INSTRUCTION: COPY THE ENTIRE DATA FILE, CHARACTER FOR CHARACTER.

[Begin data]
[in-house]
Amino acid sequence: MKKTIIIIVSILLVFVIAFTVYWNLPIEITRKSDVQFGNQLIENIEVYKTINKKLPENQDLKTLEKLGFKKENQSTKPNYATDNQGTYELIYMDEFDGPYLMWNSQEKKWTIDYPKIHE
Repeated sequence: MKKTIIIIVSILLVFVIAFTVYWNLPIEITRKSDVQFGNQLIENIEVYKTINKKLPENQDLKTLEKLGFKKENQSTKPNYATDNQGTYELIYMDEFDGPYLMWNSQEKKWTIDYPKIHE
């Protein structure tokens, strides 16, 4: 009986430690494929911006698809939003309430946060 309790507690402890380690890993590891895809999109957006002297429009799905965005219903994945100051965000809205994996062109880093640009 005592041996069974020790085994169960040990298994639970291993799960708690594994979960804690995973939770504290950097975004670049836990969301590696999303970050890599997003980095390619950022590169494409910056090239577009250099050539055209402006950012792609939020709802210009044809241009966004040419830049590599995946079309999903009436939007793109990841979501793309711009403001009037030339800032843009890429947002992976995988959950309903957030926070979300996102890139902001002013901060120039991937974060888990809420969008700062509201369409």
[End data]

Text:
[in-house]
Amino acid sequence: MKKTIIIIVSILLVFVIAFTVYWNLPIEITRKSDVQFGNQLIENIEVYKTINKKLPENQDLKTLEKLGFKKENQSTKPNYATDNQGTYELIYMDEFDGPYLMWNSQEKKWTIDYPKIHE
Repeated sequence: MKKTIIIIVSILLVFVIAFTVYWNLPIEITRKSDVQFGNQLIENIEVYKTINKKLPENQDLKTLEKLGFKKENQSTKPNYATDNQGTYELIYMDEFDGPYLMWNSQEKKWTIDYPKIHE
């Protein structure tokens, strides 16, 4: 009986430690494929911006698809939003309430946060 309790507690402890380690890993590891895809999109957006002297429009799905965005219903994945100051965000809205994996062109880093640009 005592041996069974020790085994169960040990298994639970291993799960708690594994979960804690995973939770504290950097975004670049836990969301590696999303970050890599997003980095390619950022590169494409910056090239577009250099050539055209402006950012792609939020709802210009044809241009966004040419830049590599995946079309999903009436939007793109990841979501793309711009403001009037030339800032843009890429947002992976995988959950309903957030926070979300996102890139902001002013901060120039991937974060888990809420969008700062509201369409």